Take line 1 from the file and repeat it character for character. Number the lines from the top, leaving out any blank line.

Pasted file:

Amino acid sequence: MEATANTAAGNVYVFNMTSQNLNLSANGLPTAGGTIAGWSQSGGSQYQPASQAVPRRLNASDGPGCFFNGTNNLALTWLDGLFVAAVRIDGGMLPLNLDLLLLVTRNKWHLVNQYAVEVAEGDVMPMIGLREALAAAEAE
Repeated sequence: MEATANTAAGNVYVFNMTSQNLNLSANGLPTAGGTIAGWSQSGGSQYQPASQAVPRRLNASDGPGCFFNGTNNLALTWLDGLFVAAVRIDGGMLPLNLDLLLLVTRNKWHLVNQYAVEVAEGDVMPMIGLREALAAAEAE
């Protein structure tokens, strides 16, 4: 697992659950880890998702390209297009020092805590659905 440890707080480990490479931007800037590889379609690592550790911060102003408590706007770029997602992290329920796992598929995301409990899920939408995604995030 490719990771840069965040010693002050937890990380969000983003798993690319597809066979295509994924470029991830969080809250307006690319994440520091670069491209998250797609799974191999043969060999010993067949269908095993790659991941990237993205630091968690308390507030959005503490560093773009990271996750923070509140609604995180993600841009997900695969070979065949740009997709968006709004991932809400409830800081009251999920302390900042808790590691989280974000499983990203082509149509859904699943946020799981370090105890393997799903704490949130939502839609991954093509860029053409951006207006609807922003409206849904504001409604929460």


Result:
Amino acid sequence: MEATANTAAGNVYVFNMTSQNLNLSANGLPTAGGTIAGWSQSGGSQYQPASQAVPRRLNASDGPGCFFNGTNNLALTWLDGLFVAAVRIDGGMLPLNLDLLLLVTRNKWHLVNQYAVEVAEGDVMPMIGLREALAAAEAE